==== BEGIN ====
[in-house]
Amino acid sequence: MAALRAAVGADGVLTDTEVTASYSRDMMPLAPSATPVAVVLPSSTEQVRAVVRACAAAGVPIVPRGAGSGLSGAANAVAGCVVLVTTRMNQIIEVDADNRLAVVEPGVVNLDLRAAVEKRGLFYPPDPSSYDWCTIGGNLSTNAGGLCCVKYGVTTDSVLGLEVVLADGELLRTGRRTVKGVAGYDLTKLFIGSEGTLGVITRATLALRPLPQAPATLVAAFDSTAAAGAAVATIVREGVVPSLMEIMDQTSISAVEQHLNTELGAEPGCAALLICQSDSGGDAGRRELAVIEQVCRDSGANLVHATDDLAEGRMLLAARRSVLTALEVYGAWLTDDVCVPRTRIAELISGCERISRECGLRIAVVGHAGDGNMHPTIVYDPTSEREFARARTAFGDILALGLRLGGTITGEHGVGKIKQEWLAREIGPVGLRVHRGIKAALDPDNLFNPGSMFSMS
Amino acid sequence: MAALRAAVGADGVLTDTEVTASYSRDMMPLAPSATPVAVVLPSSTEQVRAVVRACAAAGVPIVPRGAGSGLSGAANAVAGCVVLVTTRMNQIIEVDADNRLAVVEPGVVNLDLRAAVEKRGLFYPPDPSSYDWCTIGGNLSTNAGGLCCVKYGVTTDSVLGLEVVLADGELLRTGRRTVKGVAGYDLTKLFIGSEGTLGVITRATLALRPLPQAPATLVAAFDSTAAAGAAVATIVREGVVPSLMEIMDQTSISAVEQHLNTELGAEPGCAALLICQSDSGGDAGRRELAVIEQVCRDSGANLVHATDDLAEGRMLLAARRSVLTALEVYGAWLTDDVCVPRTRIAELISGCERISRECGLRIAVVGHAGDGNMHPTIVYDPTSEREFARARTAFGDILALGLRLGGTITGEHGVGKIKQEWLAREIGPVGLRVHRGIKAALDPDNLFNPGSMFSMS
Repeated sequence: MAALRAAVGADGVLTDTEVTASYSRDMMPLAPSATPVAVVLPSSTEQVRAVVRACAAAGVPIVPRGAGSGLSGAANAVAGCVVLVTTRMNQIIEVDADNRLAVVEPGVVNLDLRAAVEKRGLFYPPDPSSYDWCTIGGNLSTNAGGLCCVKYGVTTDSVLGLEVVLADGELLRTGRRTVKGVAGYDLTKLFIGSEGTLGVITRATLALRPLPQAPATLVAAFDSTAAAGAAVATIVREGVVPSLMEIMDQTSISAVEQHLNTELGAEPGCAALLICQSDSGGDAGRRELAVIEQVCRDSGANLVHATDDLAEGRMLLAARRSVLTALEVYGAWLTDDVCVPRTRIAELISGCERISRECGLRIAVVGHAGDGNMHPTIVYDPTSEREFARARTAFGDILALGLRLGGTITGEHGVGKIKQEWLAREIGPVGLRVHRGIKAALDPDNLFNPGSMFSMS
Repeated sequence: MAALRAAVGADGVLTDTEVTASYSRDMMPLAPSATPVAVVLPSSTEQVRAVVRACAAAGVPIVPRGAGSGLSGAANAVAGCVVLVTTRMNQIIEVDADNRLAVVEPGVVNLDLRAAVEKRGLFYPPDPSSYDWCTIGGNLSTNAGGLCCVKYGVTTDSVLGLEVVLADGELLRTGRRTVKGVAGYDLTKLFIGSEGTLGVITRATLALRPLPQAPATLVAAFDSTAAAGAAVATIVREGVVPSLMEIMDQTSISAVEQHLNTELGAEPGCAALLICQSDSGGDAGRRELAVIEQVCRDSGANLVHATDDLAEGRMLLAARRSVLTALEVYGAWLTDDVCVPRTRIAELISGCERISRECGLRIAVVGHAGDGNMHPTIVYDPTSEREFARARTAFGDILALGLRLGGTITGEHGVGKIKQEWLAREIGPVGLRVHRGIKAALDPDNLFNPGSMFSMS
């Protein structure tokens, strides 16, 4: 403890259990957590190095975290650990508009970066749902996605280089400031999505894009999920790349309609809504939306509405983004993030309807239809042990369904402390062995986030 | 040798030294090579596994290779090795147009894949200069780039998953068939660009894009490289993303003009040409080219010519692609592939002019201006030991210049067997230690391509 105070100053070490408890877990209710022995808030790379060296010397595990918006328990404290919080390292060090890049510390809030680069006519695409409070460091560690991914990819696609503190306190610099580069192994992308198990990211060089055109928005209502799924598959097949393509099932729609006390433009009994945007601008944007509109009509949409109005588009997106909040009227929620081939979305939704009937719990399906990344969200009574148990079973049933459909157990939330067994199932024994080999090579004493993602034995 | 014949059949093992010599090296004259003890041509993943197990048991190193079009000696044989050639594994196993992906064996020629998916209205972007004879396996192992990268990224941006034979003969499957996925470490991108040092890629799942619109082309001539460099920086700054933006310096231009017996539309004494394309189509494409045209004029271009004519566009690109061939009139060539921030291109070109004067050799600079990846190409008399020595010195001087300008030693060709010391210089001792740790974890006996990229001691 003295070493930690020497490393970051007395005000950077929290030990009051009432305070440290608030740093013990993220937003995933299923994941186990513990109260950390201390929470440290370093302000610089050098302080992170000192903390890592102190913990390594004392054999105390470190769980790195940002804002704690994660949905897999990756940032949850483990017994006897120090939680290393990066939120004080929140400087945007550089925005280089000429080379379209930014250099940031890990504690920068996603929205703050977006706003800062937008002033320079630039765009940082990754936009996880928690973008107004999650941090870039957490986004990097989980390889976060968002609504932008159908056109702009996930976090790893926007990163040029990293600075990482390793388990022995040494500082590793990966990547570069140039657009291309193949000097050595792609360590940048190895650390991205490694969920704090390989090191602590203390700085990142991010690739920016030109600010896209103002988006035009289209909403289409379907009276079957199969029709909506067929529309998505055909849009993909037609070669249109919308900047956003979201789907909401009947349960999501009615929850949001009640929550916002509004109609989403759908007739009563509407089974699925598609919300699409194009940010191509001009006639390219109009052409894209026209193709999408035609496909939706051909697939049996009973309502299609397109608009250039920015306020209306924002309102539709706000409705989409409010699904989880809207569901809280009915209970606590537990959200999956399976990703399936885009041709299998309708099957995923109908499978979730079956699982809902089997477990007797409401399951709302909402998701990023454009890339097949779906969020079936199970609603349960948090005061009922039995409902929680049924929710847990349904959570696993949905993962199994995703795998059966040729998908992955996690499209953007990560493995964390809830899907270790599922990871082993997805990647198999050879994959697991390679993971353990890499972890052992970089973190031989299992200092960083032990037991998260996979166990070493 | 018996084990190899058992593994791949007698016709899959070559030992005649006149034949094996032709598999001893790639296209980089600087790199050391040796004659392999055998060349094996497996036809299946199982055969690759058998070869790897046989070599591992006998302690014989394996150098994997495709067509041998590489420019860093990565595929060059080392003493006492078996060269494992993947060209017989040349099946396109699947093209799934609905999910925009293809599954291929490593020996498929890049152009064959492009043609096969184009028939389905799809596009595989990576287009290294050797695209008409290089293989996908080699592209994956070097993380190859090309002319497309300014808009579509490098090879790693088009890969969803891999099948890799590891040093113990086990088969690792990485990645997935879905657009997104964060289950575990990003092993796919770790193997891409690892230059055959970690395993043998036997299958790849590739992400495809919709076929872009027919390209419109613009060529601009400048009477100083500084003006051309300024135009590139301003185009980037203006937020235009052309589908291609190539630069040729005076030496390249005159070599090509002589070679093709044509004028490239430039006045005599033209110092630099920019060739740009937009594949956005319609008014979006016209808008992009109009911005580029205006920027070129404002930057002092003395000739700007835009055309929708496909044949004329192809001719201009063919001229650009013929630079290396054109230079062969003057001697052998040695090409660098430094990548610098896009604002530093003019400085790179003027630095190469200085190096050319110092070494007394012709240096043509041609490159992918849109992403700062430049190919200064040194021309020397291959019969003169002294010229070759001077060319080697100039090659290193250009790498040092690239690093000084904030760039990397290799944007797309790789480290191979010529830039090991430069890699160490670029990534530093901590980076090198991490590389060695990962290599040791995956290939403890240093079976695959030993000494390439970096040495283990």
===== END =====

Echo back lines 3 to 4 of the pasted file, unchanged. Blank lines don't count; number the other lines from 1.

Amino acid sequence: MAALRAAVGADGVLTDTEVTASYSRDMMPLAPSATPVAVVLPSSTEQVRAVVRACAAAGVPIVPRGAGSGLSGAANAVAGCVVLVTTRMNQIIEVDADNRLAVVEPGVVNLDLRAAVEKRGLFYPPDPSSYDWCTIGGNLSTNAGGLCCVKYGVTTDSVLGLEVVLADGELLRTGRRTVKGVAGYDLTKLFIGSEGTLGVITRATLALRPLPQAPATLVAAFDSTAAAGAAVATIVREGVVPSLMEIMDQTSISAVEQHLNTELGAEPGCAALLICQSDSGGDAGRRELAVIEQVCRDSGANLVHATDDLAEGRMLLAARRSVLTALEVYGAWLTDDVCVPRTRIAELISGCERISRECGLRIAVVGHAGDGNMHPTIVYDPTSEREFARARTAFGDILALGLRLGGTITGEHGVGKIKQEWLAREIGPVGLRVHRGIKAALDPDNLFNPGSMFSMS
Repeated sequence: MAALRAAVGADGVLTDTEVTASYSRDMMPLAPSATPVAVVLPSSTEQVRAVVRACAAAGVPIVPRGAGSGLSGAANAVAGCVVLVTTRMNQIIEVDADNRLAVVEPGVVNLDLRAAVEKRGLFYPPDPSSYDWCTIGGNLSTNAGGLCCVKYGVTTDSVLGLEVVLADGELLRTGRRTVKGVAGYDLTKLFIGSEGTLGVITRATLALRPLPQAPATLVAAFDSTAAAGAAVATIVREGVVPSLMEIMDQTSISAVEQHLNTELGAEPGCAALLICQSDSGGDAGRRELAVIEQVCRDSGANLVHATDDLAEGRMLLAARRSVLTALEVYGAWLTDDVCVPRTRIAELISGCERISRECGLRIAVVGHAGDGNMHPTIVYDPTSEREFARARTAFGDILALGLRLGGTITGEHGVGKIKQEWLAREIGPVGLRVHRGIKAALDPDNLFNPGSMFSMS